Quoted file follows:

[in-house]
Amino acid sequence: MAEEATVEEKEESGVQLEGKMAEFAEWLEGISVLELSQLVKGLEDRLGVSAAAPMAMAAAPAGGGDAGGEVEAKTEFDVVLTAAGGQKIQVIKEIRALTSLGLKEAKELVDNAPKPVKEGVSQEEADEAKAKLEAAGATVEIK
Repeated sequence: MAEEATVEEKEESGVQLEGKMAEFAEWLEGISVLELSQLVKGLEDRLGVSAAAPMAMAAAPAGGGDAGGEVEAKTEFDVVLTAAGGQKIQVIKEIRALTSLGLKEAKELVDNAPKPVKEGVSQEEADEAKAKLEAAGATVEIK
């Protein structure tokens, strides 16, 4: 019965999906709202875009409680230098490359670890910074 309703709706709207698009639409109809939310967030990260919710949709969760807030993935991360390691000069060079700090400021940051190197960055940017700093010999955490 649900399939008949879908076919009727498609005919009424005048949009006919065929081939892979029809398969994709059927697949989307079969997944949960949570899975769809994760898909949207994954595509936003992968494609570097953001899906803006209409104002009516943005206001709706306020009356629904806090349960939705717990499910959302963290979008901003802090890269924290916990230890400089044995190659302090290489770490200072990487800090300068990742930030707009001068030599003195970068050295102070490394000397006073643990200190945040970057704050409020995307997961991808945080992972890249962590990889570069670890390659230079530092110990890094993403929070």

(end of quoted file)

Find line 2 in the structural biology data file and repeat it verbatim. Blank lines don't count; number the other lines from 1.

Amino acid sequence: MAEEATVEEKEESGVQLEGKMAEFAEWLEGISVLELSQLVKGLEDRLGVSAAAPMAMAAAPAGGGDAGGEVEAKTEFDVVLTAAGGQKIQVIKEIRALTSLGLKEAKELVDNAPKPVKEGVSQEEADEAKAKLEAAGATVEIK